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I have always believed that articles (a/an, the) are a special type of adjective.. In watching a TV show recently (Smarter than 5th Grader) - A question was - "How many adjectives are in the following sentence: "Sierra ran down the hill."? - They claimed the answer is 'zero'! I would have said 'one'. Who is correct?

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closed as general reference by FumbleFingers, Jasper Loy, jwpat7, simchona, Mahnax Mar 5 '12 at 3:12

This question is too basic; it can be definitively and permanently answered by a single link to a standard internet reference source designed specifically to find that type of information.If this question can be reworded to fit the rules in the help center, please edit the question.

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I have a hunch this question won't remain open. That said, in the sentence you provide, "the" is an article, not an adjective. Moreover, articles stand as parts of speech on their own; they are not "special adjectives." Am I allowed to cite Jeff Foxworthy as a reference on EL&U? (Foxworthy is the comedian who hosts the television show Are You Smarter Than a 5th Grader?). –  J.R. Mar 5 '12 at 1:33

1 Answer 1

I suspect that this question should be closed as general reference, as a search for "english parts of speech" turns up a decent variety of reasonably authoritative references.

For example, according to wikipedia, the major parts of speech are:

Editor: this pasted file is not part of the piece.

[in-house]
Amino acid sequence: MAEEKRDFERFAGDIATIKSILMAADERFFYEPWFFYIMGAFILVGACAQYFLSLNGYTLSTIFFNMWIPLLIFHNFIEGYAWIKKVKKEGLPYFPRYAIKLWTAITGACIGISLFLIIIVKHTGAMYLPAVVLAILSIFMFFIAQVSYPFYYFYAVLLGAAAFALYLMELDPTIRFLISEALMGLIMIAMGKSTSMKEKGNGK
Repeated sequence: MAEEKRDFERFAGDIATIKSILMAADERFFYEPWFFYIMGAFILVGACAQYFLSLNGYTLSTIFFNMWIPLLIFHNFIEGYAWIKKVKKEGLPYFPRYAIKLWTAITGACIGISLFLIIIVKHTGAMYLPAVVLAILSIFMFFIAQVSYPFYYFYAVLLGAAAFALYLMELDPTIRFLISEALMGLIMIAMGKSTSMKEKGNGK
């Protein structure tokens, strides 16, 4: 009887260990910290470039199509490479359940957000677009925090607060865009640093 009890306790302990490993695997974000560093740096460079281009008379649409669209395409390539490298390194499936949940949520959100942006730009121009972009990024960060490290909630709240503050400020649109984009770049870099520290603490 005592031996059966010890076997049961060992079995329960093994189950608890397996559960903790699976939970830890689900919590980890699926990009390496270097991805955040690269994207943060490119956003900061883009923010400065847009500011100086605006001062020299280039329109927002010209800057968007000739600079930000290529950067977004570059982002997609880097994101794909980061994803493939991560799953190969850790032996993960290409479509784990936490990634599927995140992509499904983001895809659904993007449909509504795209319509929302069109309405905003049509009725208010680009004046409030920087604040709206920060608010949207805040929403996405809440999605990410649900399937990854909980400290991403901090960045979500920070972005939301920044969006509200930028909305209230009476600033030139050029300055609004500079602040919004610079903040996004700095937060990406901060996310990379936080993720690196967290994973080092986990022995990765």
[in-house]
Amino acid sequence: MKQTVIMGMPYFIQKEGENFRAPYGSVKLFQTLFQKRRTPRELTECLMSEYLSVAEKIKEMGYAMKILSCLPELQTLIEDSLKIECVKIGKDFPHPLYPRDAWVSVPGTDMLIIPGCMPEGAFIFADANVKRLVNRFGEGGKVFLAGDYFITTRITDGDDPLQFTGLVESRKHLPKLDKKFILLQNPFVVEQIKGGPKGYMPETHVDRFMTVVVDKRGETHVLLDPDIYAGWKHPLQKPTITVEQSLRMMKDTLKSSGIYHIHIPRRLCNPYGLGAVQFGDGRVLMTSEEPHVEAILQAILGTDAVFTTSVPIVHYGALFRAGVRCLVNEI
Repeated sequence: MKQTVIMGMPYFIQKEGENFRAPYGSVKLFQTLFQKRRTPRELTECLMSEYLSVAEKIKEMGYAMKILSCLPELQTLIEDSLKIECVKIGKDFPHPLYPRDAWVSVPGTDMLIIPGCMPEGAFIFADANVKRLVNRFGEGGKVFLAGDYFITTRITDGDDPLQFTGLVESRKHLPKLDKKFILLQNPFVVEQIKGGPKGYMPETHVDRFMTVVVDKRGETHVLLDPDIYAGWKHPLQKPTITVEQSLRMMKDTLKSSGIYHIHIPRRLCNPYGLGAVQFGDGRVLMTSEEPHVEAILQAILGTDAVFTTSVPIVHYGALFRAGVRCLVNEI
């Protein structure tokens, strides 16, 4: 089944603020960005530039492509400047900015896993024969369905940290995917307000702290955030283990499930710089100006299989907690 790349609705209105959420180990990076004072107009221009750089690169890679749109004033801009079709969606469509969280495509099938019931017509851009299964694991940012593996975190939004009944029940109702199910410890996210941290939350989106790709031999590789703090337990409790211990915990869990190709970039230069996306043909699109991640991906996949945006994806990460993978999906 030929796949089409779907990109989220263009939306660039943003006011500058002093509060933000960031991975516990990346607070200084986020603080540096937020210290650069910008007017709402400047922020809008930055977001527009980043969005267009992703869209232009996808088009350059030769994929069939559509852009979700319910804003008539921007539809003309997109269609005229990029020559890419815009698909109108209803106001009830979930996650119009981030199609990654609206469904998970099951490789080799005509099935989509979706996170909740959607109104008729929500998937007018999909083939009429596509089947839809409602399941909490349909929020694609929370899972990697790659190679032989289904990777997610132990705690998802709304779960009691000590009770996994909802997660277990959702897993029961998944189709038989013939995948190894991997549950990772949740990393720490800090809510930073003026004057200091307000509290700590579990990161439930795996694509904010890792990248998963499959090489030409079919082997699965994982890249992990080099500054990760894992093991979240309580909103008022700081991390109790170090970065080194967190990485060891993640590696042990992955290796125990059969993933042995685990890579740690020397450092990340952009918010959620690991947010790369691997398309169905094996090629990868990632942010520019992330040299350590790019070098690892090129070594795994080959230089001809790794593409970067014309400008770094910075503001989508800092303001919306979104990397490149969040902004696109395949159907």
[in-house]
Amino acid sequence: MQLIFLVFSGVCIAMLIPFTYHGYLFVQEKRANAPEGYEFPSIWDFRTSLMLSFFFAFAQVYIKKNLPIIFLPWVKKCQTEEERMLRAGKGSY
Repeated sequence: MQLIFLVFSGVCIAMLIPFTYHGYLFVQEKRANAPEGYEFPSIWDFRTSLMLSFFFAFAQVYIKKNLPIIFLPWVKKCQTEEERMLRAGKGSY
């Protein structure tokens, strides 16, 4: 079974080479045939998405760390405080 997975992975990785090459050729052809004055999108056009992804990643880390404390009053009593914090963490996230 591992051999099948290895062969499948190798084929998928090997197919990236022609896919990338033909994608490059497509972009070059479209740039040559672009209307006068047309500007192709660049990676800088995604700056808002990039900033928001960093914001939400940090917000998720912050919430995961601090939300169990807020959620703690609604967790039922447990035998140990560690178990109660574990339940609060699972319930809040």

* Open word classes:
      o adjectives
      o adverbs
      o nouns
      o verbs (except auxiliary verbs)
      o Interjections
* Closed word classes:
      o auxiliary verbs
      o clitics
      o coverbs
      o conjunctions
      o determiners (articles, quantifiers, demonstrative adjectives, and possessive adjectives)
      o particles
      o measure words
      o adpositions (prepositions, postpositions, and circumpositions)
      o preverbs
      o pronouns
      o contractions
      o cardinal numbers

You may note that articles are a type of determiner, not a type of adjective. (Although other subclasses of adjective also fall into the determiner category.) Other sources which do not delve so deeply into linguistics (such as about.com, the University of Victoria, etc.) put the articles into their own category, specifying the parts as:

Noun, verb, adjective, adverb, pronoun, conjunction, preposition, interjection, article.

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